Disney Shareholders Reject Motion to Publicly Disclose Lobbyist Contributions

Only 32% of shareholders approved plan to disclose Disney’s political spending after company did not speak out against Florida’s “Don’t Say Gay” bill

Disneyland (Getty Images)

A majority of Disney shareholders voted on Wednesday against a proposed motion to require the company to disclose its lobbying policies and spending in its annual reports.

The motion only received votes in support representing 32% of all shares, with 63% against and less than 5% abstaining. The Disney board of directors recommended a “no” vote for the motion.

The vote comes two days after the leak of an internal memo in which Disney CEO Bob Chapek defended the company’s decision not to speak out against Florida’s “Don’t Say Gay” bill, which would ban “classroom discussion about sexual orientation or gender identity” in primary schools and is expected to be signed by Gov. Ron DeSantis after it was passed by the Republican-controlled Florida State Senate.

While Chapek wrote that he and the rest of Disney leadership “unequivocally stand in support of our LGBTQ+ employees, their families, and their communities,” he also said that “corporate statements do very little to change outcomes or minds. Instead, they are often weaponized by one side or the other to further divide and inflame.”

“Simply put, they can be counterproductive and undermine more effective ways to achieve change,” he continued.

During the shareholder meeting, a proponent for the disclosure motion said that Disney spent $48 million in federal and state lobbying efforts, but that information on which politicians Disney contributed to can only be found in a scattered network of government public records databases, which can be difficult for the public to access and navigate.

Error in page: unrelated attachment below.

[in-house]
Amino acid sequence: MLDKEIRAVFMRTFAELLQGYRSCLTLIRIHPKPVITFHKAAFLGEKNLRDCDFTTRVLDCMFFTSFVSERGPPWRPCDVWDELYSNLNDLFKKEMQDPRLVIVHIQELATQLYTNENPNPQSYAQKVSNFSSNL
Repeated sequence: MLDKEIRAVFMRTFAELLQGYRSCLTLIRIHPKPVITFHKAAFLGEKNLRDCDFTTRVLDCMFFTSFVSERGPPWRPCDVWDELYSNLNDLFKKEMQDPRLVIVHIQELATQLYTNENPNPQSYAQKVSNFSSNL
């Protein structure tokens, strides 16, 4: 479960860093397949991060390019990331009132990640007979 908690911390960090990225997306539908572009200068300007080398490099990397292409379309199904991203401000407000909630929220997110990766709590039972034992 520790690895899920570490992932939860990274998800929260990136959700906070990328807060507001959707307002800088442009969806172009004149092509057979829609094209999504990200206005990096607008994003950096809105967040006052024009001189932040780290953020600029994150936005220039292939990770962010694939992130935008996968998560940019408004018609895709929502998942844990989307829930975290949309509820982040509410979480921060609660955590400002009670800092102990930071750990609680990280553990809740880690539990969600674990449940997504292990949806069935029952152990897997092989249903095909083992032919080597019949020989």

Last month, the Orlando Sentinel reported that Disney had given money to every sponsor and co-sponsor of the “Don’t Say Gay” bill, including State Sen. Dennis Baxley, who has had a long history of supporting anti-LGBTQ legislation including a bill that would block gay couples from adopting children.

The report was met with sharp condemnation by Abigail Disney, daughter of Roy E. Disney and grandniece of Walt Disney, who has publicly spoken out against pay inequity at Disney and poor wage and working conditions for Disneyland employees.

“I could not be more unhappy with their political activities, both in terms of whom they fund and how they lobby,” Disney tweeted last week. “I would strongly support a law to require all corporations to reveal ALL of their funding and lobbying moves.”

Chapek responded to the Sentinel report in the internal memo, saying that none of Disney’s lobbying contributions to Florida lawmakers was based on the bill, and that Disney had “contributed to both Republican and Democrat legislators who have subsequently taken positions on both sides of the legislation.” He also wrote that the company’s Chief Corporate Affairs Officer, Geoff Morrell, would reassess the company’s lobbying strategies, including political contributions.

During the shareholders meeting, Chapek added that Disney had worked “privately” to oppose the “Don’t Say Gay” bill but could not sway Republican lawmakers. Chapek also said he would meet with Gov. DeSantis to discuss the bill before he makes his decision on whether to sign it.